Tags / jamdani
In December 2013, the Intellectual Property Association of Bangladesh (IPAB) celebrated a major success as Bangladesh's Jamdani Sari weaving tradition, a labor-intensive and time-consuming form of hand loom weaving is recognized as Intangible Cultural Heritage of Humanity by the United Nations Educational, Scientific and Cultural Organization. Jamdani is the finest Muslin textile produced in Bangladesh's Dhaka District.
A sari is the traditional garment worn by women in the Indian subcontinent, made up of a long strip of unstitched cloth, ranging from five to nine yards in length, which can be draped in various styles. The most common style is for the sari to be wrapped around the waist with one end then draped over the shoulders with the other. The Jamdani Sari is among the oldest styles, at more than 5,000 years old! Some people think that the sari was influenced by Greek or Roman toga, which we see on ancient statues. However, there is no solid historical evidence to this effect.
The sari is essentially designed to suit local conditions in the subcontinent. There are at least six varieties of Bengal handlooms, each deriving its name from the village in which it originated, and each with its own distinctive style. Dhaka was especially renowed for saris of fine muslin, a tradtion that carries on today. Jamdani is basically a transformation of the world famous Dhakai Muslin. According to their variety, fineness and patterns the traditional Dhakai Muslins were divided into specific categories. Among them, Aab-E-Rouhan, Shabnam, Sarband and Jamdani muslin were the most famous. Over the years the first three of these have vanished from history.
The production, marketing and export of Jamdani has somehow maintained its continuity. Dhaka has a history of only four hundred years from 1610 A.D., but the history of the cotton clothes of the region reveals more ancient traditions. Although most of the history of Jamdani weaving os lost in the mists of antiquity, it's known that trade in the fabric was established at least 2,000 years ago.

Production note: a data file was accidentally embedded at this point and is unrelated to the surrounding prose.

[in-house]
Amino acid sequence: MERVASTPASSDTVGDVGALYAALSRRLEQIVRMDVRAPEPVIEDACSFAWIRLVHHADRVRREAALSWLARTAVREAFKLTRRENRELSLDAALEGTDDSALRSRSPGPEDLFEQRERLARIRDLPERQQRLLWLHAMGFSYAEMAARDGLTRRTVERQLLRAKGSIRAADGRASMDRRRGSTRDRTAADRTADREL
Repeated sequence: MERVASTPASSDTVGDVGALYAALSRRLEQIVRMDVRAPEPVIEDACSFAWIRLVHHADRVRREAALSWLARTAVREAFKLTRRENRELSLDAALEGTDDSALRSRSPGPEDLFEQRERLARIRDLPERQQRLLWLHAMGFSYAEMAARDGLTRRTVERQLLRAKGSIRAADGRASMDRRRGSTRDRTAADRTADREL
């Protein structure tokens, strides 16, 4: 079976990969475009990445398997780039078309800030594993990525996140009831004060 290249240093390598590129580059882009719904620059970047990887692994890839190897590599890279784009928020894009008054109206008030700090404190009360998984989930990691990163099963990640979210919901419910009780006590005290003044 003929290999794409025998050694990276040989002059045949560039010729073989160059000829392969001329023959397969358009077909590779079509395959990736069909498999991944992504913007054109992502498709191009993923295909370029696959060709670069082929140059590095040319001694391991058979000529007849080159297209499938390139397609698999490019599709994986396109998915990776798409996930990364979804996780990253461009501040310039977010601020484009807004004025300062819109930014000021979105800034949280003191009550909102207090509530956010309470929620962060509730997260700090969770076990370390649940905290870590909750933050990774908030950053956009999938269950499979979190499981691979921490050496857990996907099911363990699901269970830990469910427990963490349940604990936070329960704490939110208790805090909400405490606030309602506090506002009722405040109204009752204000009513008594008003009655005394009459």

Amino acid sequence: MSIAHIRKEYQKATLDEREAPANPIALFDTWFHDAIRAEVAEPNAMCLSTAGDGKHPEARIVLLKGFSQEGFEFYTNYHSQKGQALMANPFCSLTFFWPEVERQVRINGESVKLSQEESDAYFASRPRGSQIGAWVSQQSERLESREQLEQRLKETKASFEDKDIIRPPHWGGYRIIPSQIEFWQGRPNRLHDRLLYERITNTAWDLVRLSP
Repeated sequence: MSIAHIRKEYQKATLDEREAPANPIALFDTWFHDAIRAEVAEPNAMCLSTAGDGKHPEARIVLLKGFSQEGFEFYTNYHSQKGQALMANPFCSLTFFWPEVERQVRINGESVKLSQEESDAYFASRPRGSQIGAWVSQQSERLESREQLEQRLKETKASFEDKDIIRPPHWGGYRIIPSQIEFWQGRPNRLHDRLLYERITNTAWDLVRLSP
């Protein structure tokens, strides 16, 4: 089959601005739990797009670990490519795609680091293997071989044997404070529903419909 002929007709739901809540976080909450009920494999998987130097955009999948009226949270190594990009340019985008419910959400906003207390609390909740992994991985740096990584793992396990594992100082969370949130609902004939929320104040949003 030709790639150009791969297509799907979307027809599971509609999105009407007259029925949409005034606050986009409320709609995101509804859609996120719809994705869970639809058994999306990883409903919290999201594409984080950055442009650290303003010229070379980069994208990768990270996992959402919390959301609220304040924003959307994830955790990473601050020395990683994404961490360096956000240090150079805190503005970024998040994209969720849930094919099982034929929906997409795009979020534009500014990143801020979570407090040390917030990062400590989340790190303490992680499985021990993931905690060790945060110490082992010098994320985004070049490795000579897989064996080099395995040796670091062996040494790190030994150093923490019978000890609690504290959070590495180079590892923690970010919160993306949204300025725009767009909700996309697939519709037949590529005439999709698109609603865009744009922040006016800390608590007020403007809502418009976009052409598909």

Portrait of a Bangladeshi weaver of Jamdani Saris in the village of Rupganj Thana in the outskirts of Dhaka.
A whole saller of Jamdani Saris shows a piece from his collection in the village of Rupganj Thana in the outskirts of Dhaka.
Jamdani Saris are made from the finest Muslin textile produced in Bangladesh's Dhaka District. This time consuming and labor-intensive form of hand loom weaving has been declared intagible cultural world heritage by UNESCO.
Text by Jenny Gustafsson and Photos by Karim Mostafa
At first glance, South Rupshi looks like any other village in the Bangladeshi countryside. Tea stalls line the roads, kids play in the mid-day heat. Rickshaw-drivers pedal their decorated bikes. But something sets it out from other villages. Everywhere, bundles of yarn are left to dry in the sun. People on their porches spin threads onto spindles, scarves flow in the wind. South Rupshi is the ancestral home of a proud tradition in Bangladesh: the age-old jamdani weaving.
These days the village weavers are busy. The demand for saris is growing, the handmade fabrics are sold to customers all over Bangladesh and India, and exported abroad. Last year, UNESCO declared jamdani an intangible cultural heritage, stating its importance in Bangladesh as “a symbol of identity, dignity and self-recognition”. But things used to be different. Only a few decades ago, traditional weaving was a forgotten heritage.